Hein Verbruggen, cycling chief during Lance Armstrong era, dies

AP
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BRUSSELS (AP) — Hein Verbruggen, the former president of the International Cycling Union who oversaw the worldwide spread of a sport often tainted by doping, has died. He was 75.

The UCI and the International Olympic Committee both reacted to the news on Wednesday, underscoring the Dutchman’s clout within both organizations.

The IOC flew its flag at half staff and Dutch King Willem-Alexander, a former IOC member, called him “a man with a big heart for the Olympic movement, for cycling and those close to him.”

Dutch cycling association spokesman Kevin Leenheers confirmed the death, saying Verbruggen died on Tuesday night.

Critics said Verbruggen was too close to those involved in doping. He was often confronted for his relationship with Lance Armstrong, the American rider who was the face of cycling with his seven Tour de France victories before he came to embody the abuse of performance-enhancing drugs.

Time and again Verbruggen faced accusers saying he was colluding with dopers instead of countering them. Just as often, he fought back to save his tarnished reputation. He proclaimed his innocence until his death.

Verbruggen was a consummate businessman all his life, yet he was never able to shake the doping scandals during his reign.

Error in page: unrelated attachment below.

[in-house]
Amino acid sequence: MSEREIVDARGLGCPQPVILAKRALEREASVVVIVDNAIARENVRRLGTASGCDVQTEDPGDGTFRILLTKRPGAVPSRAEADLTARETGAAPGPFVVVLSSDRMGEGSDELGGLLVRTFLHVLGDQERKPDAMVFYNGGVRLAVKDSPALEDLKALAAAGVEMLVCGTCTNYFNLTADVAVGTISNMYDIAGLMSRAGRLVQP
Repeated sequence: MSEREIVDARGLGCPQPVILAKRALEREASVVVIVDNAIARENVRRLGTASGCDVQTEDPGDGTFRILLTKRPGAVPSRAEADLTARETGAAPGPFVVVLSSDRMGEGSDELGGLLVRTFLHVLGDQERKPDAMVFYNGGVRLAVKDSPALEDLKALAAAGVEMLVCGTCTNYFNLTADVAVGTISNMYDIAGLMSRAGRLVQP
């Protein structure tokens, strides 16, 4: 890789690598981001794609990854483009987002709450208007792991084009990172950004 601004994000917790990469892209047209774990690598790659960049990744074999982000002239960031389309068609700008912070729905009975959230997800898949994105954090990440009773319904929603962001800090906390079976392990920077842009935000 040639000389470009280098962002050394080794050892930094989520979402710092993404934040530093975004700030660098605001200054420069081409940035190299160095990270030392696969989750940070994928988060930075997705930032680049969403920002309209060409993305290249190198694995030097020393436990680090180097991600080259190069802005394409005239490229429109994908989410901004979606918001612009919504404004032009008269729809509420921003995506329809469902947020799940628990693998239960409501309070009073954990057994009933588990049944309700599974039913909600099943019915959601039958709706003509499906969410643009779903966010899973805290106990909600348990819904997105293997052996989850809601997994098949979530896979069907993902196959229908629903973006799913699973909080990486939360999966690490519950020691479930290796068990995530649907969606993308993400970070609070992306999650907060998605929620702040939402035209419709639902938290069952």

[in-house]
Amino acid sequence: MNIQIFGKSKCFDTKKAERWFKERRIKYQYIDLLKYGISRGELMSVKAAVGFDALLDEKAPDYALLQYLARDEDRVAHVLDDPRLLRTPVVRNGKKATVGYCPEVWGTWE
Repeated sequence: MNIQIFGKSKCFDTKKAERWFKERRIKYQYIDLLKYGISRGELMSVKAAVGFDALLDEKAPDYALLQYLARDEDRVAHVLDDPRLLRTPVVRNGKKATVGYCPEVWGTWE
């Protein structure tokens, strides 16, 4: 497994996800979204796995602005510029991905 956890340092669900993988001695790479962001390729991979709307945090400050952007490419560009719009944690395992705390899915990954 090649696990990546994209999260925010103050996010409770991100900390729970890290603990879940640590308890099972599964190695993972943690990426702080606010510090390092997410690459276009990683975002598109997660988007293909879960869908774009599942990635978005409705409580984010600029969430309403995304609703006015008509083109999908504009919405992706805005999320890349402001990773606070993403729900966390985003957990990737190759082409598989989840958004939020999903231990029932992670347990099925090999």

The reason for his opposition to doping was simple, he said.

“I want to get rid of doping because it prevents me from selling the sport,” Verbruggen said three decades ago, as he was making his way up the ladder in the cycling world.

As a sales manager at Mars food, he got into cycling and found a sport which was totally antiquated when others like tennis were developing with the times and becoming successful professional enterprises.

When cycling still centered mainly on France, Belgium and Italy for major races, Verbruggen was already dreaming about the world at large, driven by such ideas as World Cup rankings to get a more global appeal.

“Protect in Europe what we have, and then afterwards comes America,” he said.

And no one was bigger in America than Armstrong. With his fightback from cancer to become the dominant rider of his age, the storybook saga was cut out for Verbruggen to push the internationalization of the sport.

The two thrived together until the rumors of doping became overpowering. The strongest claims were that the UCI helped cover up an Armstrong positive test at the 1999 Tour de France, the Texan’s first victory, and at another race two years later. Verbruggen denied it.

Verbruggen served as UCI president for 14 years and stepped down after Armstrong’s seventh straight Tour win. Afterward, those years came to be defined as the doping era.